Monday, 14 January 2013

Haute Couture is at the liberal vanguard

Arts, fashion and progressive culture would be significantly lessened without Haute Couture

The problem with Haute Couture is mainly most people have no clue what 'it' is. They simply see some (allegedly) overly thin models strutting in pieces of rather fanciful looking cloth. The meaning, the history and the 'point' of the expressions are totally lost on them. For many 'in' the industry or (like me) avid fans, there is too much of a tendency to brush aside these vast swathes of people as 'philistines'. Yes, with every great and talented elite there is a balance between arrogance and ability - artistic fashion is no different. In this, it is exactly like every other speciality feeding into our civic and historico-cultural life. But let me attempt to make the case for the much misunderstood and condemned 'Haute Couture'.

Bourgeois extravagance?  

All too often chaps and chapesses like myself are accused by the socialist and leftist minded members of the socio-political world of being trapped in a self-degrading 'bourgeois' mire. They could not be further from the truth when they argue Haute Couture, or 'High Fashion' is as useless as it is wasteful.

Haute Couture at its very being is wrapped in history. Take the France of the 18th Century. Millions of the European (and world) ruling elites would travel to Paris. Paying homage at Versailles, they would see the truth in the attaché 'you are what you wear'. French Kings, Emperors (and subsequent republicans) all fully appreciated the importance of 'high fashion' in politics. You saw European aristocrats, plutocrats and businessmen all travelling to Paris, to Versailles - and taking back with them the latest French fashions. And in so doing France was exporting Gallic values across borders. For Haute Couture in its earliest faze was the living embodiment of Gallic architecture, culture, art and social attitude. And as France changed, so did high fashion! Robespierre was known for his attention to his 'immaculate' appearance,  like the Kings before him he fully appreciated that it isn't enough to look the part. No, from political left to political reactionary right; high fashion grew to embody the periods of time in which they existed.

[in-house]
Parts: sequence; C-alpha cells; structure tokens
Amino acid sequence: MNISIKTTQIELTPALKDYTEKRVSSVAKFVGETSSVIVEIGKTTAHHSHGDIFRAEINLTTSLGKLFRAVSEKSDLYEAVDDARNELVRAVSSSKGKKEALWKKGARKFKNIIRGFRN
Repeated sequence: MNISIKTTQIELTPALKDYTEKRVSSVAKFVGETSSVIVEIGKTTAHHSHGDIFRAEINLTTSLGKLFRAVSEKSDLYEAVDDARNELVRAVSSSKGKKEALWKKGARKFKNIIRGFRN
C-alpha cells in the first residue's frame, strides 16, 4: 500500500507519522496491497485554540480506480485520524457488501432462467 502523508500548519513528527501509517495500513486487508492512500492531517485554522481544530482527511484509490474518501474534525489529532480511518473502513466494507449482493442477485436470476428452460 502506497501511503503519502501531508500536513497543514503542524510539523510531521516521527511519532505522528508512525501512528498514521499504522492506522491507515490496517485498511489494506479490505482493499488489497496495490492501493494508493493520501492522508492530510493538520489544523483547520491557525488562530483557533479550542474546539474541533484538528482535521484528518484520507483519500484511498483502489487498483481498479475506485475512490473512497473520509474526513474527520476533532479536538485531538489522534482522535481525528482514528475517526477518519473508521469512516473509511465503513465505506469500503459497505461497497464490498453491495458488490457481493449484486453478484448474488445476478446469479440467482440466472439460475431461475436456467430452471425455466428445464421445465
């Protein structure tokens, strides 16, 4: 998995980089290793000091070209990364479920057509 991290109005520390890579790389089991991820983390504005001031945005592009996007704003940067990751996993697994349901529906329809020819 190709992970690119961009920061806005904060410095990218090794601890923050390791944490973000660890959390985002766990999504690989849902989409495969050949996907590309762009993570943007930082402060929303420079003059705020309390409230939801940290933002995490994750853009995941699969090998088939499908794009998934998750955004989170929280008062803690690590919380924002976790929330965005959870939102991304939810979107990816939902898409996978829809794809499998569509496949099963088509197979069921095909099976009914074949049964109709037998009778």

It is no little thing to say that the high fashion of Paris was in part responsible for the export of many revolutionary as well as conservative cultural ideals. You see, that is the thing with art, and high fashion - they  are mutually indistinguishable. One and the same. And the historical role it has played in the spread of ideas cannot be (though often is) underplayed by the 'philistines' who love to hate it.

Dress to the person

In a less ethereal sense however Haute Couture is all about liberty. It really is! It stands in opposition to Fordian mass production, in Haute Couture, the dresses are made to the individual - not the buck. 

A model haute couture garment is made specifically for the wearer's measurements and body stance.  The made to measure exclusive clothes are virtually made by hand, carefully interlined, stay taped and fitted to perfection for each client. It is all about individuality, the personal expression and freedom from conformity. 

In absolute sense, Haute Couture is the ultimate liberal stand against the dark forces of Henry Fordian mass production. Not bourgeois, but revolutionary enlightenment! High fashion stands against the utilitarian dystopia so perfectly captured in Huxley's 'Brave New World'. Haute Couture isn't about empty ultilitarianism of modern capitalist economics, or position-politics. No, in high fashion happiness is not an equation where happiness = immediate gratification. Haute Couture stands at the forefront in its opposition to that empty utilitarian mire. 

Thus, is Haute Couture empty wastefulness? No, its internationalist. Is it bourgeois? No, it is revolutionary liberalism at its finest in art. 
There, now you understand. 

Take this example I took from Runway Magazine .  Here you have a wonderfully androgynous look. Inspiration for the artist? He said he wanted to capture the modern woman being pulled in multiple directions (given his models were feminists, yes, feminists). They are told to be sexually liberated, yet are condemned as 'sluts' when they explore themselves. They are told to be mothers, but also professionals. This is High Art, made to the individual making extraordinarily important statements!  

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